RS assembly in favor of referendum on "imposed decisions"

Members of the Assembly of the Serb Republic (RS) have adopted a decision to call a referendum "on High Representative-imposed decisions."

Source: Tanjug
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This "particularly" concerns the decisions about the Court and the Prosecutor's Office of Bosnia-Herzegovina.

After two days of heated debate on the bill initiated by the president of the Serb entity in Bosbia, RS, Milorad Dodik, 45 deputies votes in favor, while there were no votes against. 31 deputies abstained, while those from the "Homeland" coalition left the hall before the vote in protest, reported the Fena agency.

Based on Dodik's proposal, the referendum question that the citizens will vote on reads as follows:

"Do you support the unconstitutional and illegal imposition of laws by the High Representative of the international community, and in particular the imposed law on the Court and the Prosecutor's Office of Bosnia-Herzegovina, and the implementation of their decisions in the territory of Republika Srpska (the Serb Republic)?".

An SNSD amendment has also been adopted, stating that the referendum will be held on the first Sunday after the expiry of 50 days from the date of entry into force of the decision on the referendum.

The decision will, as provided in the adopted amendment, enter into force on the eighth day after its publication in the Official Gazette of the RS.

However, in order for the parliamentary decision to come into force, it must be confirmed by the RS Council of Peoples, where it will not be supported by the Bosniak Club, said Fena.

During the debate, the opposition emphasized that they are also not satisfied with the work of state judicial institutions, but stood against "Dodik and the RS authorities' manipulation of citizens by means of a referendum."

On the other hand, Dodik assured that the Dayton Agreement and the Constitution of the RS give the entity the right to organize and conduct a referendum in its territory, rejecting as unfounded the claims of some representatives of the international community that the RS has no right to such a move.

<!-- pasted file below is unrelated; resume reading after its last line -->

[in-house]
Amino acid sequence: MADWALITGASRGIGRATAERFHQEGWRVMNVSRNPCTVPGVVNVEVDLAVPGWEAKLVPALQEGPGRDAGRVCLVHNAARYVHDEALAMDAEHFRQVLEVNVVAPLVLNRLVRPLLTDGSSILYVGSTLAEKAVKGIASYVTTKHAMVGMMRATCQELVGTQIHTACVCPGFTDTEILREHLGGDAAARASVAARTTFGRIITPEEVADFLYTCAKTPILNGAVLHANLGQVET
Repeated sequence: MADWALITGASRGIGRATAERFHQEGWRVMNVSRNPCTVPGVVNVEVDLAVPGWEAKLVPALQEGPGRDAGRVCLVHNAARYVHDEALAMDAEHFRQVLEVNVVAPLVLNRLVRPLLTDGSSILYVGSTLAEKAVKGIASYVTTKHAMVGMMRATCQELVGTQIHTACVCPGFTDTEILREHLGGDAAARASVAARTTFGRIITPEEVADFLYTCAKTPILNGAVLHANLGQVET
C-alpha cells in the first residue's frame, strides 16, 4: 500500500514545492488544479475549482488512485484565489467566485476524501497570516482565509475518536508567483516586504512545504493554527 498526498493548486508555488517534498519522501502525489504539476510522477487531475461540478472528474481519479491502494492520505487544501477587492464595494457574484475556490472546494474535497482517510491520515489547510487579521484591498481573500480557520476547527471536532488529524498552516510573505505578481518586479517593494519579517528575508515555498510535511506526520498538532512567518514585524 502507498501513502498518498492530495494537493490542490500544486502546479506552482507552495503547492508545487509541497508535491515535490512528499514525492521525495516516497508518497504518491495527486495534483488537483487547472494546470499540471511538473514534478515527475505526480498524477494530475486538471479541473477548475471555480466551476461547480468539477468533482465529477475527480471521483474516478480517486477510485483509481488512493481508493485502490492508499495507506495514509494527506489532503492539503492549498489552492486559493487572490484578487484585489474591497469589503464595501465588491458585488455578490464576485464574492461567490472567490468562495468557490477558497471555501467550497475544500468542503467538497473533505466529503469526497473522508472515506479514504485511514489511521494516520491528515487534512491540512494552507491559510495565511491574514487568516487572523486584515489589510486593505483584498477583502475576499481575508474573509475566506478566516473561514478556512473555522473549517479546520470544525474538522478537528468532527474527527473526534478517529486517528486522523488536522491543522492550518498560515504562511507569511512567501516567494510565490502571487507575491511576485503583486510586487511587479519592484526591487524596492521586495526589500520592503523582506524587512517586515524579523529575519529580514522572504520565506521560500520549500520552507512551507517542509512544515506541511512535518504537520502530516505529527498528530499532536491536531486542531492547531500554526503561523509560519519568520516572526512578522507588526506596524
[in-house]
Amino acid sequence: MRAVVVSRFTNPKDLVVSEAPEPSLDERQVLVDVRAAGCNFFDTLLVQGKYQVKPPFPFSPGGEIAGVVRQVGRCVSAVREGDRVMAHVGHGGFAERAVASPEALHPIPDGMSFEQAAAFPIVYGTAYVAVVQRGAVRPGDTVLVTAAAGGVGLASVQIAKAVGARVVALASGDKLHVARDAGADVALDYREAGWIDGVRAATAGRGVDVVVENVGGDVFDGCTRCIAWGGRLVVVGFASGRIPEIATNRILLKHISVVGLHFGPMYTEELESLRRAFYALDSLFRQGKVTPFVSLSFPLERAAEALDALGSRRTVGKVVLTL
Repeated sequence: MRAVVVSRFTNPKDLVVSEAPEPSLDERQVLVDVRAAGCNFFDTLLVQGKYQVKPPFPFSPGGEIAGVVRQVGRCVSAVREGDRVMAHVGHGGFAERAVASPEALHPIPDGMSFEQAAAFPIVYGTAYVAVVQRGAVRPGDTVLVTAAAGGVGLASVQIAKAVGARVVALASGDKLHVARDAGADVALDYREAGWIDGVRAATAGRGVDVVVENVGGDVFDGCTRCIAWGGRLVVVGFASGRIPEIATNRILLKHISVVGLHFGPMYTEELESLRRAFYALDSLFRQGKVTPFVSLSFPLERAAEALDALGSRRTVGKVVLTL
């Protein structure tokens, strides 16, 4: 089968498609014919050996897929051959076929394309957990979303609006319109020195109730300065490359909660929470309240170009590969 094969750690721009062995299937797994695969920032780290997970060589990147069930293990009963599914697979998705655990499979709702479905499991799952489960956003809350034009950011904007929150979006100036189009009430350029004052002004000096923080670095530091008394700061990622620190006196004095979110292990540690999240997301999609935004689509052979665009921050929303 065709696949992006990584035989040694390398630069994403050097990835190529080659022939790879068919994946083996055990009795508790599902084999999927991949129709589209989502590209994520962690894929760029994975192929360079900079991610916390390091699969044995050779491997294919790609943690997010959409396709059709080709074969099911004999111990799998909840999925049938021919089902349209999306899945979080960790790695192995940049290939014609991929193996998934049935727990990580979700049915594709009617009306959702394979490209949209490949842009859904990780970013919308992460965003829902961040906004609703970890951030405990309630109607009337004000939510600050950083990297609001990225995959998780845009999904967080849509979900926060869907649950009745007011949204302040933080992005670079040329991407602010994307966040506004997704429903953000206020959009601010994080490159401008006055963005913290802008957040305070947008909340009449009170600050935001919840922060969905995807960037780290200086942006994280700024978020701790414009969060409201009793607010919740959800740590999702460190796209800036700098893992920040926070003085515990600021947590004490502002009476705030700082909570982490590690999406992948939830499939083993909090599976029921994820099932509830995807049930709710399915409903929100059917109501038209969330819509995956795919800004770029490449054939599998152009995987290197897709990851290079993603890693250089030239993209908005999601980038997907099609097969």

Dodik called the decision to hold the referendum "historic," while the opposition believes that the RS authorities are using it as a means of pressure on international representatives as "structural dialogue" continues, and say the plebiscite will not be held - "as the one in 2011 was never held," concludes Fena.

The decision of the RS National Assembly was met with criticism from representatives of foreign missions, diplomatic representative offices, political representatives and analysts in Bosnia's second, Muslim-Croat entity (FBiH), who believe that it is "an assault on the sovereignty and integrity of the state."

The U.S. embassy in Sarajevo said on Thursday it "opposes this referendum and any preparation for it as as a violation of the Dayton Peace Accords, and because we fear the repercussions it will have for the people in the RS and for Bosnia-Herzegovina as a whole," and added:

"We are engaging relevant U.S. government departments and agencies to determine an appropriate response to those responsible for creating this political provocation"

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